Høgskolelektor i miljøpsykologi ved HiL, Svein Åge Kjøs Johnsen disputerer for sin Ph.d.-grad 17. oktober 2014 med avhandlingen "Using the Natural Environment for Emotion Regulation. Conceptual and Empirical Explorations" om bruk av naturen for å regulere følelser.
Disputasen vil finne sted ved Fakultet for samfunnsvitenskap og teknologiledelse, institutt for psykologi, NTNU.
Hovedveileder for Kjøs Johnsen har vært professor Einar Strumse (HiL), mens biveiledere har vært professor Leif W. Rydstedt (HiL) og professor Torbjørn Rundmo (NTNU).
Oppsummering av avhandling (in English)
The topic of this thesis is the use of nature for emotion regulation. This is investigated through a theoretical analysis, a field study, an experimental study, and a survey study with stimulus presentations.
There are two aspects that can be studied with regards to emotion regulation:
- the attempts to regulate emotion, which can be emotion regulation strategies
- outcomes of such emotion regulation strategies
The first paper included in this thesis is a theoretical analysis of the use of nature for emotion regulation. In this paper, positive emotion regulation is distinguished from negative emotion regulation (e.g., decreasing sad feelings), which mainly occurs later in the emotion regulation process.
It is also argued that the environment can have both a direct and an indirect effect on emotions. For example, the environment could make it somewhat easier to process emotions cognitively.
In addition, there may be individual differences with regards to the experience of nature. People may benefit differently from nature; some may benefit more from the purported increase in positive emotions, some may benefit more from the restoration of cognitive resources, whereas others may benefit from affective restoration (e.g., decreases in negative emotions).
The analysis of the use of nature for emotion regulation might also be relevant for a general analysis of environment-focused emotion regulation.
In the second paper an attempt was made to measure the use of nature for emotion regulation and to explore relations between such usage and personality, stress and a number of restorative outcomes. The participants completed the questionnaire while being in a natural environment.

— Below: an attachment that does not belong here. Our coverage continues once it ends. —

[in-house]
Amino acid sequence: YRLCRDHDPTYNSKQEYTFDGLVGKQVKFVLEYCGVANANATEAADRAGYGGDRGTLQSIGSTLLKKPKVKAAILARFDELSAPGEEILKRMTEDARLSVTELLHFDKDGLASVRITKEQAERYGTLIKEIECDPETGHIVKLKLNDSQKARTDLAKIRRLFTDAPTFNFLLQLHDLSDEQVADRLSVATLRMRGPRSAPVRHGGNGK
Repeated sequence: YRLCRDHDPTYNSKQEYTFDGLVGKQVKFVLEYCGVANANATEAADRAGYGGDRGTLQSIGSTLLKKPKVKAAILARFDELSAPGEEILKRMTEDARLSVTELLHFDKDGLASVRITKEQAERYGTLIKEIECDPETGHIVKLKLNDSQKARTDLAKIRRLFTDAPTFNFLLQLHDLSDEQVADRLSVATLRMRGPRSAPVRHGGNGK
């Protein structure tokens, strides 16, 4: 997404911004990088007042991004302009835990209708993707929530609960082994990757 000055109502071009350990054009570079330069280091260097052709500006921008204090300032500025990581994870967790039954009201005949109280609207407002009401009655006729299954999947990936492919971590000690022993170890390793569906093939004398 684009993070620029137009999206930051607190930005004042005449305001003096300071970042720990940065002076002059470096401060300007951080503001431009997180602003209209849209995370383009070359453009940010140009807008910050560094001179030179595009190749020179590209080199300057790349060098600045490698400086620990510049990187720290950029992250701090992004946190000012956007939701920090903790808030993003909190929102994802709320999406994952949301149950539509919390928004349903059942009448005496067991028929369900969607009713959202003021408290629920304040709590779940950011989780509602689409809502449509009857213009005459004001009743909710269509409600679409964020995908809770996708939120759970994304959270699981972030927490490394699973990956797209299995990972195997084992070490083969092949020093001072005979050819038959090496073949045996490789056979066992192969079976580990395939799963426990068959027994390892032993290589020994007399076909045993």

Three aspects of emotion regulation in nature were found:
- positive emotion regulation
- negative emotion regulation
- the increase of negative emotion while not in nature.
Furthermore, a novel restorative outcome concept, termed ego restoration, was introduced, and it was attempted to measure this concept by operationally defining it as perceived changes in “willpower”.
The main conclusion in the paper was that people who use nature for emotion regulation also report cognitive benefits from being in nature. In addition, the results showed that neuroticism was associated with negative emotion regulation.
The third paper reports results from two studies, one experimental study showing that actively using a picture of nature for emotion regulation can have a beneficial impact on positive mood (although the results indicated that this effect may be complex).
One conclusion from this study was that relying exclusively on the strategy of using nature for regulating one’s emotions may not be recommended, people may require a variety of strategies.
The second study, a survey, showed that the motivational tendency to visit a natural environment when happy was associated with positive mood, albeit weakly. Moreover, a novel concept was introduced to measure the perception of an environment, emotional potential, referring specifically to the potential of an environment to increase positive and reduce negative emotions.
To conclude, nature appears to possess a number of special properties beyond the capacities of simple activation of positive emotion, and reduction of negative emotion. The evidence reported in the articles included in this thesis leads to the conclusion that the use of nature for emotion regulation generally divides into
- the regulation of negative emotion, which is associated with self-reported restoration and a perceived increase in self-control strength, and
- the regulation of positive emotion, which is also associated with restoration to some extent.
Actively using nature to regulate negative emotions may increase positive mood, but it should not be over-exploited because the strategy may be less effective over time. The emotional potential of a classically beautiful natural environment may be perceived as relatively high, meaning that people generally perceive this type of environment as reducing negative and increasing positive feelings. Moreover, the motivation to visit such an environment while experiencing positive emotions was weakly associated with positive mood.
Artikkelen har tidligere vært publisert på hil.no